Steven Odendaal: Making it in Europe is tough

steven odendaal

Motorsport is very much a global sport, enjoyed by people around the world. But the opportunities to compete at the highest level are not the same all over the world. Making it to Formula 1 from outside of Europe is not easy, and it’s much the same in motorcycle racing. Only three riders on the 2019 MotoGP grid hail from another continent.

Steven Odendaal – the star of the latest RaceCoin podcast – was born in Johannesburg in South Africa, where he started his career on two wheels. In 2016 he became Moto2 European champion, and he’s now competing in the world championship, although an injury has delayed the start to his season.

It isn’t as simple as people think,” he says of his recovery. “You lose your touch on the bike. This injury has been really difficult for me to deal with. It’s taken three months and I still need another operation to finally fix the problem. But having been out for so long, I’ve been so excited just to get back on the bike.”

Fighting back

The injury setback is just the latest hurdle that Odendaal has had to overcome in his career.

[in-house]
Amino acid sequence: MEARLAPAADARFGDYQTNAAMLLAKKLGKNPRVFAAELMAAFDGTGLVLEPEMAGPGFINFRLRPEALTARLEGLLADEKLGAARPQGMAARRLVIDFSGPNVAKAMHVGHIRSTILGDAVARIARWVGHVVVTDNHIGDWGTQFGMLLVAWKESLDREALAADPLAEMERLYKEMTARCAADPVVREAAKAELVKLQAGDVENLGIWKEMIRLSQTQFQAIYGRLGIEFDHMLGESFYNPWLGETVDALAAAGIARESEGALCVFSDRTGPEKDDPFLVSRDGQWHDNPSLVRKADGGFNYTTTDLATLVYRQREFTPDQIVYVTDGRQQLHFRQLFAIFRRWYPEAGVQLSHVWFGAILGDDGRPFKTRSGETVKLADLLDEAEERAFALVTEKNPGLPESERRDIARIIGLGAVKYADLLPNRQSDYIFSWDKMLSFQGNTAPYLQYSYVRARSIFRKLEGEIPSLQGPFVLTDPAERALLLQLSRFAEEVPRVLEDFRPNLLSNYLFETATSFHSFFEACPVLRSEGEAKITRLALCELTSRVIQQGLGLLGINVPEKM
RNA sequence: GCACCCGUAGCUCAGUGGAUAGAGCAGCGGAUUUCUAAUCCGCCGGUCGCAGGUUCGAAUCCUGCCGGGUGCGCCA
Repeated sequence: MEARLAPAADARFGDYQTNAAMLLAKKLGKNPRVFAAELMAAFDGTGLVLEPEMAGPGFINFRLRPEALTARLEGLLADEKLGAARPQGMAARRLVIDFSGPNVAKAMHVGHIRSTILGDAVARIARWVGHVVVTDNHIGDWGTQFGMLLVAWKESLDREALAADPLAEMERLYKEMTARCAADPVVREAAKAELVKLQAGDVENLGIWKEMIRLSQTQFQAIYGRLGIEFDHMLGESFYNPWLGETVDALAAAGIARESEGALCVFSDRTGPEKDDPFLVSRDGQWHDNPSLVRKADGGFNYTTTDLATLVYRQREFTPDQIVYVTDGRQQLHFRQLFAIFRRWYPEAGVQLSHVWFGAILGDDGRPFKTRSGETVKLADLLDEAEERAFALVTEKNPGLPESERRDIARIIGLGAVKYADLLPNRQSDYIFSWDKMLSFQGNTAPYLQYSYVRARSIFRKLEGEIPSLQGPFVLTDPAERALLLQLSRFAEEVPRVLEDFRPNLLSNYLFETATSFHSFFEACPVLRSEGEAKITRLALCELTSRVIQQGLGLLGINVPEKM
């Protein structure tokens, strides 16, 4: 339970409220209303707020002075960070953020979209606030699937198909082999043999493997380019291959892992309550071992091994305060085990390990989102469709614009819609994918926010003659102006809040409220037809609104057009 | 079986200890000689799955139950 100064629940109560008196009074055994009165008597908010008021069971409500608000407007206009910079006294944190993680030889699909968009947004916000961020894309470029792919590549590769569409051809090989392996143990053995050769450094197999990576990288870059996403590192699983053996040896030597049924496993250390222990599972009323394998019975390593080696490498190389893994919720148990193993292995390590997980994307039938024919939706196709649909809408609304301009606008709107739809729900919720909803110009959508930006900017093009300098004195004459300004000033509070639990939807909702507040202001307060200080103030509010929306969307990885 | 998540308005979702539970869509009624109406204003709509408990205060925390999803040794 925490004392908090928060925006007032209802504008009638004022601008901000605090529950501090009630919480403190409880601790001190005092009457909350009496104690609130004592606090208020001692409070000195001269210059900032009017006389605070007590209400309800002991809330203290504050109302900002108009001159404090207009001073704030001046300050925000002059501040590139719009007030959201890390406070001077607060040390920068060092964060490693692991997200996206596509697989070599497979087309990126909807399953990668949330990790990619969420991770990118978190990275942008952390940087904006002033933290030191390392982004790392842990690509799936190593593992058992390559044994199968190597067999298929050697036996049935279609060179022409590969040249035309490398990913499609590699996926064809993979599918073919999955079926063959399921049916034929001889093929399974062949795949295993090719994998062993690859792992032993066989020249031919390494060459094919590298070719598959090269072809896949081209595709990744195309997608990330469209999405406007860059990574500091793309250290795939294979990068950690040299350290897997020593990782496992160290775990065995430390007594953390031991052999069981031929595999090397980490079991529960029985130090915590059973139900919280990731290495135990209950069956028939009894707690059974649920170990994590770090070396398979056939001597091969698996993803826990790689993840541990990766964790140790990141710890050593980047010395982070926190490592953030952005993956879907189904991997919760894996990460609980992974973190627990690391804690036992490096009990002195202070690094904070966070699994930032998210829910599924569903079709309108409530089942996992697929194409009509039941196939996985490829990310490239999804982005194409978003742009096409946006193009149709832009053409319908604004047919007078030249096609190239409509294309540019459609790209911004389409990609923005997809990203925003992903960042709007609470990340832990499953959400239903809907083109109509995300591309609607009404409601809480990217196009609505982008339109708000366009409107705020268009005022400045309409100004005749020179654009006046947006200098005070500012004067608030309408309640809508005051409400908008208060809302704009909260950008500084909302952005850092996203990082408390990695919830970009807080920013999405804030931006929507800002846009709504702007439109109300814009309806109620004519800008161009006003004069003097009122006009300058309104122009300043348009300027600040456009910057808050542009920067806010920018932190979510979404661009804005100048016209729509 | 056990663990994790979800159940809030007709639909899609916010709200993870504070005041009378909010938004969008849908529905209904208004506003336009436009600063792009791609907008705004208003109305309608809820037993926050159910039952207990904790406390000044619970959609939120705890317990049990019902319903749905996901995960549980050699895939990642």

I haven’t yet made it quite where I want to make it, but it’s been quite a long road getting to where I have, seeing as I’ve come from South Africa. Especially making the transition into Europe has been a really tough thing because you don’t know exactly where to go, you don’t know who to speak with, which teams are good and which teams are bad.

I’m glad I’m in Europe and racing in the Moto2 World Championships. It’s a real pleasure for me and doing what I love, it’s a really fantastic thing.”

The next steps

Although he was successful in South Africa, it then took time for Odendaal to find the right conditions to perform in a new environment.

It was a little bit of trial and error. You’ve got a lot of people that are trying to mess you over, make as much money as they can, steal your sponsors and stuff like that. We could have cut two or three years off of my whole career by knowing the right people.

If I could do it all over again and I knew what I know today, I would definitely start out in Spain, because Spain is the hub of racing. They have soccer, they have god and then they have motorcycle racing – it’s like the third biggest thing they’ve got! In Spain you’re going to end up with a decent team to start with, it doesn’t matter which one.

Obviously there’s quite a nice business opportunity in South Africa to start something up that could be the same sort of level, because some of the riders that have come out of South Africa have been really good. But at the moment I just have to focus on myself and try to win the Moto2 world title.”

RaceCoin intends to help competitors to demonstrate their talent regardless of their location with its phantom racing platform. By allowing the performance of drivers on different circuits on different cars to be compared using blockchain, it could help those like Steven to get noticed, whether they’re from South Africa, South Korea or the south of Spain.

Leave a Reply